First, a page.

The delegation featured a full itinerary of political and security briefings, giving the CWO group a first-hand look at the latest situation in Israel, as well as cultural and historical visits. A number of the meetings with business people and NGOs were focused on issues concerning the position of women from across Israeli society, and the empowerment of women.
On Thursday morning, the delegates met with British Ambassador to Israel, H.E. David Quarrey, at his residence in Tel Aviv, who gave a nuanced introduction to some of the key issues faced by Israel currently.
The group met for lunch with leading Israeli businesswomen from the Israel-Britain Chamber of Commerce, where they discussed ways to promote innovation and spoke of some of the current challenges facing women from the Arab, Orthodox, and Bedouin communities within Israel in terms of business participation.
The delegates later met with one of the co-founders of the Israeli NGO The Women’s Courtyard in Jaffa, which works to empower marginalised women from the local community by providing a safe space and getting them into employment.
On Thursday evening, the group met with four female soldiers from the Israel Defense Forces. The delegation heard from the soldiers about their individual experiences of serving in the IDF as women, and about their respective roles in the Air Force, Spokespersons Unit, Legal Advisory Unit, and Search and Rescue Unit. It is mandatory for Israeli women two serve two years in the IDF from the age of 18, and more than 90% of IDF’s positions are open to women.
During their visit, the delegation also met with Middle East analyst Jonathan Spyer, David Horowitz, the founding editor of the Times of Israel, and Professor Reuven Hazan, who informed the group about Israel’s colourful political system.
In Jerusalem, the delegates were given a tour of Israel’s Parliament, the Knesset, and met with a representative of centrist party Yesh Atid, and Sharren Haskel, an MK from Prime Minister Benjamin Netanyahu’s Likud Party.
As part of the diverse itinerary, the group received security briefings on Israel’s northern border with Lebanon where Hezbollah is reported to have embedded an estimated 100,000 rockets into Shiite villages close to the border. The delegation then travelled to the Golan Heights and Israel’s border with Syria, overlooking the turmoil of the civil war.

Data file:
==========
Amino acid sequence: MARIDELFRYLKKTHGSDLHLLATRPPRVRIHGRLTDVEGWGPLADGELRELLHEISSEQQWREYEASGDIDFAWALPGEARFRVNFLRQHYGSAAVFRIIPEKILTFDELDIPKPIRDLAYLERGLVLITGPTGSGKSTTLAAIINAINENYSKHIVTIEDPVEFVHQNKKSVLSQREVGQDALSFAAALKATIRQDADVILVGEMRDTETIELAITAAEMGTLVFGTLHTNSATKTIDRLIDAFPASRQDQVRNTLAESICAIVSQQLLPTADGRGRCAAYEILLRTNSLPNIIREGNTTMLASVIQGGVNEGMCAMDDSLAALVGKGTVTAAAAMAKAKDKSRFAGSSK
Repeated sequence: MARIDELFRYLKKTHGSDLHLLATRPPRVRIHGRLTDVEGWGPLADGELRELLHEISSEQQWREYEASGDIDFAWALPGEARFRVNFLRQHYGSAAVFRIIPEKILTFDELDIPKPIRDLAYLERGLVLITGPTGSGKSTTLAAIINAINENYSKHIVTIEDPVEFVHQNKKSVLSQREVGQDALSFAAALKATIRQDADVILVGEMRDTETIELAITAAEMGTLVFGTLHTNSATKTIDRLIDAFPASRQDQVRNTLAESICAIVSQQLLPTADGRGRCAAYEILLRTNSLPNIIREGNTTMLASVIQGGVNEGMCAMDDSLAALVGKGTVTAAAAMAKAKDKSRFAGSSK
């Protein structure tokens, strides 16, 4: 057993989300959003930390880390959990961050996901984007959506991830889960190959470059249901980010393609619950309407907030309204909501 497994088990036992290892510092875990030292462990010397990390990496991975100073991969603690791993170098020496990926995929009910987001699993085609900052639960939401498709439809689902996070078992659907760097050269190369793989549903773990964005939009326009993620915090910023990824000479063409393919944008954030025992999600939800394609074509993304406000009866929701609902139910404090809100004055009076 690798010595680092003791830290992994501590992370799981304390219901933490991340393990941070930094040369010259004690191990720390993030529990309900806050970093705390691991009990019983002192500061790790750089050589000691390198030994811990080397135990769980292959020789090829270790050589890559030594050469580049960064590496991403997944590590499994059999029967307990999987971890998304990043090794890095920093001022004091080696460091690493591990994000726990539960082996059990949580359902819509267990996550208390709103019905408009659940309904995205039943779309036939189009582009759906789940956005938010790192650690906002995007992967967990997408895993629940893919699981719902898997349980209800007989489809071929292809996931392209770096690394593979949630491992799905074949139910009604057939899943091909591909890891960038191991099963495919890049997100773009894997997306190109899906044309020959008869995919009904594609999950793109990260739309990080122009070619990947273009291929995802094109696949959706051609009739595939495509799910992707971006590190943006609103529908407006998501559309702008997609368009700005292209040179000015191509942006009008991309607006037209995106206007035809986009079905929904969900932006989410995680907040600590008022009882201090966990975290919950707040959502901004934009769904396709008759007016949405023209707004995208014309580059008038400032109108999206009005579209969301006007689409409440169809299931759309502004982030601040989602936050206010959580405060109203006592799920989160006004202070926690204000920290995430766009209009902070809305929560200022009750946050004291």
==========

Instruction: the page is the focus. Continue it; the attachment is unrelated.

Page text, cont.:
In Holon, the delegation visited Save a Child’s Heart where they met children from around the world receiving life-saving heart surgery, and spoke to a Palestinian surgeon from the West Bank who was being trained by Israeli surgeons at the Wolfson Medical Center.
The delegation’s visit to the West Bank began with a meeting with senior Palestinian officials, including former chief negotiator Nabil Shaath in Ramallah.
The meeting was followed by a tour of the first Palestinian-planned city of Rawabi, which seeks to be a prosperous centre for business and culture in the region, expecting to house 40,000 Palestinians.
The delegates met with Rawabi’s visionary, Palestinian-American businessman Bashar Masri, from whom they learnt that the first 200 families had now moved into the city’s apartments.
On the penultimate day of the trip, the delegation paid a moving visit to Yad Vashem Holocaust Memorial in Jerusalem and laid a wreath on behalf of the Conservative Women’s Organisation.
This was followed by a comprehensive tour of Israel’s security barrier by Col. Dany Tirza, the chief architect of the project, who explained that 95% of the barrier consisted of chain-link fence and had been constructed as a response to Palestinian suicide attacks during the Second Intifada.
During the entirety of the visit, the group also saw numerous cultural, historical, and religious sites in Israel, including the ancient fortress of Masada, the Kotel Tunnels in Jerusalem’s Old City, the Dead Sea, and the Mount of Beatitudes in Galilee.